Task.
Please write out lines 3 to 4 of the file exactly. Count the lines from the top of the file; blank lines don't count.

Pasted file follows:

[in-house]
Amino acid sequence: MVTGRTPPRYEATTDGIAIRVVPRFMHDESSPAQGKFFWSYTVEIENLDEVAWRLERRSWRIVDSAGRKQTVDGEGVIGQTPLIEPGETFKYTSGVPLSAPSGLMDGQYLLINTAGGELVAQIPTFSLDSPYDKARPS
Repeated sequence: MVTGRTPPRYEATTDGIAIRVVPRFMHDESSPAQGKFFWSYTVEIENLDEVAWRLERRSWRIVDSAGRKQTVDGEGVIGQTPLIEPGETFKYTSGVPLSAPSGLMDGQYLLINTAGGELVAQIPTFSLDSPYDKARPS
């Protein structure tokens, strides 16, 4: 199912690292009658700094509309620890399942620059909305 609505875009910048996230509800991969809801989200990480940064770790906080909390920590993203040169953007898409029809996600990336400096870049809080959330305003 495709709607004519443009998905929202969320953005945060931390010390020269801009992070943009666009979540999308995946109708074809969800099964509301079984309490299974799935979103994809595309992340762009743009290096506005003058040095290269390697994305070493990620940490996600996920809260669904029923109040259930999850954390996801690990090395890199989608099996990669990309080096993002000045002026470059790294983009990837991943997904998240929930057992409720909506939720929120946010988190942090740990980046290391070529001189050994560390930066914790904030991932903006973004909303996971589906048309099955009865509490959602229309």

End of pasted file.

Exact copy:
Repeated sequence: MVTGRTPPRYEATTDGIAIRVVPRFMHDESSPAQGKFFWSYTVEIENLDEVAWRLERRSWRIVDSAGRKQTVDGEGVIGQTPLIEPGETFKYTSGVPLSAPSGLMDGQYLLINTAGGELVAQIPTFSLDSPYDKARPS
């Protein structure tokens, strides 16, 4: 199912690292009658700094509309620890399942620059909305 609505875009910048996230509800991969809801989200990480940064770790906080909390920590993203040169953007898409029809996600990336400096870049809080959330305003 495709709607004519443009998905929202969320953005945060931390010390020269801009992070943009666009979540999308995946109708074809969800099964509301079984309490299974799935979103994809595309992340762009743009290096506005003058040095290269390697994305070493990620940490996600996920809260669904029923109040259930999850954390996801690990090395890199989608099996990669990309080096993002000045002026470059790294983009990837991943997904998240929930057992409720909506939720929120946010988190942090740990980046290391070529001189050994560390930066914790904030991932903006973004909303996971589906048309099955009865509490959602229309």